Hyperventilation

24. January, 2012

Pulled a lifeless child out of swimming pool yesterday. Odd feeling.

What I remember most is two things:

  1. How long it took about 80 people around the pool to notice that a man was calling for help. He was calling and waving and a couple of people even waved back. But his plea for help somehow didn’t really register until I took the child from him and shouted as well.
  2. The foam coming from the mount of the child as I dropped him on the ground outside of the pool.

Luckily, a doctor was close-by and managed to revive the child. He did first aid until the staff doctor from the hotel’s infirmary arrived. The staff of the hotel also called an ambulance that arrived only a few minutes later. All in all, when the near-death registered, professional help came quick.

If you have a child who loves to dive: Make sure they don’t take deep breaths before diving. They’ll lose consciousness without any prior warning sign – it’s called shallow water blackout. From the Wikipedia article:

Significantly, victims drown quietly underwater without alerting anyone to the fact that there is a problem and are typically found on the bottom[…]

Some tips for people who want to save lives:

  • People who are about to drown don’t call for help – if they had the air, they wouldn’t be drowning in the first place. Look for signs of panic and utter silence. Playing children scream, shout and splash. Downing swimmers just splash.
  • People move all the time. If you think something is odd, watch them for 10 seconds. If you don’t see any controlled movement in that time, call for help. Remember that water is never still. So if the hands float a bit, that’s not movement. Watch out of for leg movement, swimming moves, looking around (head movement). If in doubt, call for help – pulling someone out of water takes a lot of time.

Some More WINs

14. January, 2012

Making food visible for the blind … I really like the smiles when the dish is served.

(source: Braille Burger WIN)

I fondly remember this line from MAD magazine: If a student takes six hours to write a paper by hand, how long would it have taken had he used a pencil?

Maybe even longer:

(source: Finger Painting WIN)

In the next video, a couple of people had lots of books and lots of time and a lot of creativity went into it, too:

(source: Book Party WIN)

Some people only read books. Wimps! There is so much more you can do:

Book Carving WIN

And last but not least: Something to enjoy like a great sunrise – “Seconds of Beauty


Fun With Generics: Return Anything

13. January, 2012

If you want to return anything in Java, you usually use Object – with Java 5 and autoboxing, this even allows to return primitive types.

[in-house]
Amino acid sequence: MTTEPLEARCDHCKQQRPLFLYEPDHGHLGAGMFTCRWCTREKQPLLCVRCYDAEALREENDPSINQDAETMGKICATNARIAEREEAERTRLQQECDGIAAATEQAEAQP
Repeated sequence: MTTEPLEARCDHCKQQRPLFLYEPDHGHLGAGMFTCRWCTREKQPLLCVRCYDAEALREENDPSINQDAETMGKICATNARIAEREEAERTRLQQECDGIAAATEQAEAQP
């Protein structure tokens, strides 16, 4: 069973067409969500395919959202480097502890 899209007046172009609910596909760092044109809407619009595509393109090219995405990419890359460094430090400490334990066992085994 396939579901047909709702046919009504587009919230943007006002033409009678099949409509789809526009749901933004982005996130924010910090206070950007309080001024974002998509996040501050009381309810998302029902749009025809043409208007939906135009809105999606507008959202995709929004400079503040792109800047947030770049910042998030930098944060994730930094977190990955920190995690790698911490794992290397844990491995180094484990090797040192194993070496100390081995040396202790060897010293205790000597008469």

But with Generics, you can do better: You can return whatever the caller wants.

How? Like so:

     public <T> T get() {
        @SuppressWarnings( "unchecked" )
        T result = (T) ...calculate the result...;
            
        return result;
     }

Use cases: Calling unknown methods or reading field values with the Reflection API. Instead of cluttering your code with casts, just write (where ReflectionUtils.invokeMethod() uses the trick above):

     Map<String, List<Map<String, String>> map = Maps.newHashMap();
     Set<List<Map<String, String>> entries = ReflectionUtils.invokeMethod( map, "entrySet" );

Cool, eh?

Unfortunately, Sun’s javac isn’t smart enough to determine a common upper bound between int and Object. So if you need to return int, you still need a cast:

     Map<String, List<Map<String, String>> map = Maps.newHashMap();
     int size = ReflectionUtils.invokeMethod( map, "size" );

Maven Tool 4 Eclipse 0.10.0 Released

12. January, 2012

I’ve just release a new version of Maven Tools 4 Eclipse (Changelog). It fixes the two most pressing issues:

  • Bug 367461 – [mt4e] mt4e needs priming.zip
  • Bug 354381 – Error: groovy.lang.MissingPropertyException: No such property: args for class: m4e.ImportTool

Have Fun!


DecentXML 1.4

12. January, 2012

I’ve just release DecentXML 1.4, my very own XML parser implementation.

See the change log for changes.

It will show up on Maven Central in a couple of days.


Two Nice Browser Games

11. January, 2012

If you’re looking for a simple game to fill a five-minute gap, here are two by Microsoft:

  1. Pirates Love Daisies (tower defense)
  2. Cut the Rope (logic puzzle)

Even though developed to show off IE9, they work perfectly well in Chrome.


A Couple of Cool YouTube Videos

5. January, 2012

If you ever wondered what happens when two drop of water drop:

Here is some good reasoning what is wrong about in discussion about climate change (stupid title, though):

And being a cat lover/owner:

Car wash? No problem. Just park here…